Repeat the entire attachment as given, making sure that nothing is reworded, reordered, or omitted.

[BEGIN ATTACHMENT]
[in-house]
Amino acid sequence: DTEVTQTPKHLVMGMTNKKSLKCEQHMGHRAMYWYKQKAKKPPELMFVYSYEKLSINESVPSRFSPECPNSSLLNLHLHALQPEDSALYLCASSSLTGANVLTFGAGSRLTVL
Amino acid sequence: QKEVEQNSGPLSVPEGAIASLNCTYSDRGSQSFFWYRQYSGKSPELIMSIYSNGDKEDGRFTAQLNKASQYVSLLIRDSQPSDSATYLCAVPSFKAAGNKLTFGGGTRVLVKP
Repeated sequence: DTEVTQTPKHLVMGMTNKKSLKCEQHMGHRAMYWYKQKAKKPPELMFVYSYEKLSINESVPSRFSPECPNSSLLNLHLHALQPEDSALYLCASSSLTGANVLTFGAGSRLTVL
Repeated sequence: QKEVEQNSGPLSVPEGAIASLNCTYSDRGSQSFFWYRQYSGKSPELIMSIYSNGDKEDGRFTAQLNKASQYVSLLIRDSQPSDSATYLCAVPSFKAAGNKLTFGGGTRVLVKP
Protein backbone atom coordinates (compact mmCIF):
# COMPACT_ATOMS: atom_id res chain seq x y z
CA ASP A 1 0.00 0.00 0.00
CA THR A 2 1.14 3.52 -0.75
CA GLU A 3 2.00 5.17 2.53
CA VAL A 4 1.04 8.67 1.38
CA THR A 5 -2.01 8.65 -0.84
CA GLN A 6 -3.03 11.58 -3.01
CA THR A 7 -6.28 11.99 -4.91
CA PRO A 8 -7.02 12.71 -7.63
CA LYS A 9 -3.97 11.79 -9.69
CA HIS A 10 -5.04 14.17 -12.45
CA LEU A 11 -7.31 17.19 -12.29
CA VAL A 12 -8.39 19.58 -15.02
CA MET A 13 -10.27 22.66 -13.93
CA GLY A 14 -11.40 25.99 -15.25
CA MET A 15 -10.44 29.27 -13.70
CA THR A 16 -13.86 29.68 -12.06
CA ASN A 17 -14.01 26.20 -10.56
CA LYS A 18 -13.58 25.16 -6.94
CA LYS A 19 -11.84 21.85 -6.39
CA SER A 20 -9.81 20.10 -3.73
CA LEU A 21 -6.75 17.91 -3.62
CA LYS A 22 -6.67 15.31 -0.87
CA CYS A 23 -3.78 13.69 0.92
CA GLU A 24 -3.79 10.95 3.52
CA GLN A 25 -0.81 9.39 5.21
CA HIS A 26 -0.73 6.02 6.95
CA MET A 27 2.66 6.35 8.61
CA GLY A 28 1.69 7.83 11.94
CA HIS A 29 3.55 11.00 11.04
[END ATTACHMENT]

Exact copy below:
[in-house]
Amino acid sequence: DTEVTQTPKHLVMGMTNKKSLKCEQHMGHRAMYWYKQKAKKPPELMFVYSYEKLSINESVPSRFSPECPNSSLLNLHLHALQPEDSALYLCASSSLTGANVLTFGAGSRLTVL
Amino acid sequence: QKEVEQNSGPLSVPEGAIASLNCTYSDRGSQSFFWYRQYSGKSPELIMSIYSNGDKEDGRFTAQLNKASQYVSLLIRDSQPSDSATYLCAVPSFKAAGNKLTFGGGTRVLVKP
Repeated sequence: DTEVTQTPKHLVMGMTNKKSLKCEQHMGHRAMYWYKQKAKKPPELMFVYSYEKLSINESVPSRFSPECPNSSLLNLHLHALQPEDSALYLCASSSLTGANVLTFGAGSRLTVL
Repeated sequence: QKEVEQNSGPLSVPEGAIASLNCTYSDRGSQSFFWYRQYSGKSPELIMSIYSNGDKEDGRFTAQLNKASQYVSLLIRDSQPSDSATYLCAVPSFKAAGNKLTFGGGTRVLVKP
Protein backbone atom coordinates (compact mmCIF):
# COMPACT_ATOMS: atom_id res chain seq x y z
CA ASP A 1 0.00 0.00 0.00
CA THR A 2 1.14 3.52 -0.75
CA GLU A 3 2.00 5.17 2.53
CA VAL A 4 1.04 8.67 1.38
CA THR A 5 -2.01 8.65 -0.84
CA GLN A 6 -3.03 11.58 -3.01
CA THR A 7 -6.28 11.99 -4.91
CA PRO A 8 -7.02 12.71 -7.63
CA LYS A 9 -3.97 11.79 -9.69
CA HIS A 10 -5.04 14.17 -12.45
CA LEU A 11 -7.31 17.19 -12.29
CA VAL A 12 -8.39 19.58 -15.02
CA MET A 13 -10.27 22.66 -13.93
CA GLY A 14 -11.40 25.99 -15.25
CA MET A 15 -10.44 29.27 -13.70
CA THR A 16 -13.86 29.68 -12.06
CA ASN A 17 -14.01 26.20 -10.56
CA LYS A 18 -13.58 25.16 -6.94
CA LYS A 19 -11.84 21.85 -6.39
CA SER A 20 -9.81 20.10 -3.73
CA LEU A 21 -6.75 17.91 -3.62
CA LYS A 22 -6.67 15.31 -0.87
CA CYS A 23 -3.78 13.69 0.92
CA GLU A 24 -3.79 10.95 3.52
CA GLN A 25 -0.81 9.39 5.21
CA HIS A 26 -0.73 6.02 6.95
CA MET A 27 2.66 6.35 8.61
CA GLY A 28 1.69 7.83 11.94
CA HIS A 29 3.55 11.00 11.04